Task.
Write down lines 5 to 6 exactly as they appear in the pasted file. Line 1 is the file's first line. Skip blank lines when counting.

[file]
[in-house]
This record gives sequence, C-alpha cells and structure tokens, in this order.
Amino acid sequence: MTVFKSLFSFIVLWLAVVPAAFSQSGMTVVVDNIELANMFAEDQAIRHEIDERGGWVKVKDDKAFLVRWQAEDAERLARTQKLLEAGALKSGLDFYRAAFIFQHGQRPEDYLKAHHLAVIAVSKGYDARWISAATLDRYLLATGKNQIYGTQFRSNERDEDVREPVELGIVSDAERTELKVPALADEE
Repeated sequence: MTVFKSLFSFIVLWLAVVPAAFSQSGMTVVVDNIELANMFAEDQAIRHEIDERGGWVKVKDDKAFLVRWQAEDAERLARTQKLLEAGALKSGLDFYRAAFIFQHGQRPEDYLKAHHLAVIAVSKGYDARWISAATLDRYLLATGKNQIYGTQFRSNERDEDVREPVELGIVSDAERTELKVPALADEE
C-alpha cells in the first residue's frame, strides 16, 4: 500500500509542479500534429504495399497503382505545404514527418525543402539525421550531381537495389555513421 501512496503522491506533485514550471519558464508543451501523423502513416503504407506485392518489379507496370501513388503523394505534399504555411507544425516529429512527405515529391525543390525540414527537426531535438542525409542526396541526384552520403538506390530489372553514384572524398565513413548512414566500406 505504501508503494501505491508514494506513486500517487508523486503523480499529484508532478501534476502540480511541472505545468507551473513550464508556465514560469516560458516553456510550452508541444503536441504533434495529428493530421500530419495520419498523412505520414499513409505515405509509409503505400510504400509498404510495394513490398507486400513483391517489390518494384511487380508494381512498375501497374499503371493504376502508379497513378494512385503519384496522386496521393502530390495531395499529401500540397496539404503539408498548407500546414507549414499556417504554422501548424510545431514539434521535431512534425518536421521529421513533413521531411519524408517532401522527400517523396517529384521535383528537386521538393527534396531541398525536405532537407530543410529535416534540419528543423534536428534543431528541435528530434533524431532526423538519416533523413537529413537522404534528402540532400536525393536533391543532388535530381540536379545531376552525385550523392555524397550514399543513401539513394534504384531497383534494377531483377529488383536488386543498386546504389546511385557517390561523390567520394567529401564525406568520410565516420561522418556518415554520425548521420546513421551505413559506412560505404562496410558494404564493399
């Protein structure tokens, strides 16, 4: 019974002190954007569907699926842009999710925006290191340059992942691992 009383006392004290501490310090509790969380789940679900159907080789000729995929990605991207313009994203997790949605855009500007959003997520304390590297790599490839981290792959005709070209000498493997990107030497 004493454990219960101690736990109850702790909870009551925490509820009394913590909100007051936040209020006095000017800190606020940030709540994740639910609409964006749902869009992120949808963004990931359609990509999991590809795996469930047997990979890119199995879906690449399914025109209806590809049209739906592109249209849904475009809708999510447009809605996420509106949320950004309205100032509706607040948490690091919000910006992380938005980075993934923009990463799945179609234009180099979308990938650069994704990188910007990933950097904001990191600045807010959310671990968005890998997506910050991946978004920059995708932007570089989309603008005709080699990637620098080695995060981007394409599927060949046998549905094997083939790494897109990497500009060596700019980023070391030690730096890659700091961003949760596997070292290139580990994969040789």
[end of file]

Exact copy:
C-alpha cells in the first residue's frame, strides 16, 4: 500500500509542479500534429504495399497503382505545404514527418525543402539525421550531381537495389555513421 501512496503522491506533485514550471519558464508543451501523423502513416503504407506485392518489379507496370501513388503523394505534399504555411507544425516529429512527405515529391525543390525540414527537426531535438542525409542526396541526384552520403538506390530489372553514384572524398565513413548512414566500406 505504501508503494501505491508514494506513486500517487508523486503523480499529484508532478501534476502540480511541472505545468507551473513550464508556465514560469516560458516553456510550452508541444503536441504533434495529428493530421500530419495520419498523412505520414499513409505515405509509409503505400510504400509498404510495394513490398507486400513483391517489390518494384511487380508494381512498375501497374499503371493504376502508379497513378494512385503519384496522386496521393502530390495531395499529401500540397496539404503539408498548407500546414507549414499556417504554422501548424510545431514539434521535431512534425518536421521529421513533413521531411519524408517532401522527400517523396517529384521535383528537386521538393527534396531541398525536405532537407530543410529535416534540419528543423534536428534543431528541435528530434533524431532526423538519416533523413537529413537522404534528402540532400536525393536533391543532388535530381540536379545531376552525385550523392555524397550514399543513401539513394534504384531497383534494377531483377529488383536488386543498386546504389546511385557517390561523390567520394567529401564525406568520410565516420561522418556518415554520425548521420546513421551505413559506412560505404562496410558494404564493399
């Protein structure tokens, strides 16, 4: 019974002190954007569907699926842009999710925006290191340059992942691992 009383006392004290501490310090509790969380789940679900159907080789000729995929990605991207313009994203997790949605855009500007959003997520304390590297790599490839981290792959005709070209000498493997990107030497 004493454990219960101690736990109850702790909870009551925490509820009394913590909100007051936040209020006095000017800190606020940030709540994740639910609409964006749902869009992120949808963004990931359609990509999991590809795996469930047997990979890119199995879906690449399914025109209806590809049209739906592109249209849904475009809708999510447009809605996420509106949320950004309205100032509706607040948490690091919000910006992380938005980075993934923009990463799945179609234009180099979308990938650069994704990188910007990933950097904001990191600045807010959310671990968005890998997506910050991946978004920059995708932007570089989309603008005709080699990637620098080695995060981007394409599927060949046998549905094997083939790494897109990497500009060596700019980023070391030690730096890659700091961003949760596997070292290139580990994969040789």